Otherwise, protests around the region have been peaceful. At the University of Washington, after a week of encampments and calls for it to cut its ties to the Boeing Corporation, the university refused to do so. Addition demands include divesting materially from Israel and “ending study abroad programs there,” and ceasing “the repression of pro-Palestinian students and faculty.”

At Washington State University and the University of Idaho students presented demands centered around calling for divestment from Israel to their respective administrations. Then they returned to classes. One can only hope that discussions behind closed doors at those schools will begin soon

Evergreen State University is the alma mater of pro-Palestinian activist Rachel Corrie who was killed by Israeli troops bulldozing a Palestinian home in Gaza in 2003. Administrators at Evergreen have pledged to work toward divesting from “companies that profit from gross human rights violations and/or the occupation of Palestinian territories.”

At Western Washington University a coalition led by Jewish Voice for Peace and the Arab Student Association issued a letter to President Sabah Randhawa regarding the Gaza situation. It called, among other things, for acknowledgement of Western’s lack of protection for Arab students during the Israeli military campaign, and complete divestment from all“companies and institutions” with “investments, agreements and contracts” with the Israeli national security apparatus.  Early in the morning on May 14, the coalition set up a tent encampment in solidarity with Palestine, and coalition members continue to detail their positions via social media.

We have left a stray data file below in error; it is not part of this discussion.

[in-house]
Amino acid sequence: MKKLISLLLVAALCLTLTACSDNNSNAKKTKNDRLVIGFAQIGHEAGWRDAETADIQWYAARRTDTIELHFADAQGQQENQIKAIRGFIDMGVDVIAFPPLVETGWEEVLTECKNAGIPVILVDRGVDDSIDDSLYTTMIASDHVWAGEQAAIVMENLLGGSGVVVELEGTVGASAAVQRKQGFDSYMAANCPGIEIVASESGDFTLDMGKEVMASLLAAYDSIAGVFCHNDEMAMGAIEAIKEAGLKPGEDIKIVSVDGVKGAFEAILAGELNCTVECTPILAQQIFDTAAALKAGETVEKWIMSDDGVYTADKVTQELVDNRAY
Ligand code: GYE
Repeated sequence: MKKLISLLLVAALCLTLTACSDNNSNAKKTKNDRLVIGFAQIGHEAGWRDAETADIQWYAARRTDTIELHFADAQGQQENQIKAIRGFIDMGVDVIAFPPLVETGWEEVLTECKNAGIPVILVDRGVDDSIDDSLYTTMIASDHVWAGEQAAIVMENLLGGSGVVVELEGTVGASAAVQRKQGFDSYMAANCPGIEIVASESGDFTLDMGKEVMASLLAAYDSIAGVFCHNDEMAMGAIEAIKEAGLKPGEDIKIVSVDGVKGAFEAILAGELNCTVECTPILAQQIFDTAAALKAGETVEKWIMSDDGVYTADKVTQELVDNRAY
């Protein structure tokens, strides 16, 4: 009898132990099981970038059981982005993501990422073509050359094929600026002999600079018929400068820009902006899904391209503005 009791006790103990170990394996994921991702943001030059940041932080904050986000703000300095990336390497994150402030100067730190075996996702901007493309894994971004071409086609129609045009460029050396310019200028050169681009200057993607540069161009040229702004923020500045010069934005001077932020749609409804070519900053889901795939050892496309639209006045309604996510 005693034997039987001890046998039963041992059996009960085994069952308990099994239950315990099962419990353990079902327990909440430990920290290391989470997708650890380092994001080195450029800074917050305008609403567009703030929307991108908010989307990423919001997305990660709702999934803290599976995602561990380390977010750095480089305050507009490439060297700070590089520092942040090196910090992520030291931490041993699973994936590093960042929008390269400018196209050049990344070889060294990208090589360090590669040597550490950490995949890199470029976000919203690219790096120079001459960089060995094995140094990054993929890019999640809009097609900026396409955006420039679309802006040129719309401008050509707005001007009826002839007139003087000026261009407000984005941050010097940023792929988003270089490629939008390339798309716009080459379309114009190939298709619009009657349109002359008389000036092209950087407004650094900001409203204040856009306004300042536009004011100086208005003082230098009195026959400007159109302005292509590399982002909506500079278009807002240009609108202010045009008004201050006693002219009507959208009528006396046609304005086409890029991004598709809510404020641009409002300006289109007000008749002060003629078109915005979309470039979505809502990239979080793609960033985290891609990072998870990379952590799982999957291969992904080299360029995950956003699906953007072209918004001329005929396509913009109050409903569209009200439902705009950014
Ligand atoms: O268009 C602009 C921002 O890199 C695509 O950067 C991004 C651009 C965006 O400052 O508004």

This is all as it should be. Students have made a splash with their demands and building encampments on campuses. They, like high-powered lobbyists in D.C. and Olympia, are a “special interest group.” Well-heeled interests lobby politicians, engage in litigation and election candidate support to peddle their influence: all very expensive activities. 

The poor and marginal have always engaged in direct action; nonviolent protest and even civil disobedience where laws or institutional practices are judged to be immoral. All these actions except for law-breaking are protected by the First Amendment and are the only way those without money can often be heard. But we all know that breaking the law also has its place in movements to make our world a better place.

From the students at North Carolina A&T who began the civil rights sit-in movement in 1960, to anti-Vietnam War protesters who stormed the Pentagon in 1967, students have often lit the spark that led to humanitarian social change.

But direct action alone cannot change the entrenched policies of educational and other institutions. These issues can only be tackled through deliberate and gritty negotiations. Students can also become educators. In the Vietnam War and South African divestment eras, students held teach-ins examining the issues and giving attention to a wide range of their historical, sociocultural and political dimensions. Western students have a series of events they’re calling “Israeli Apartheid Week” as I write.

In the words of Graham Nash from back in the day, children, “teach your parents well”!

— Vernon Damani Johnson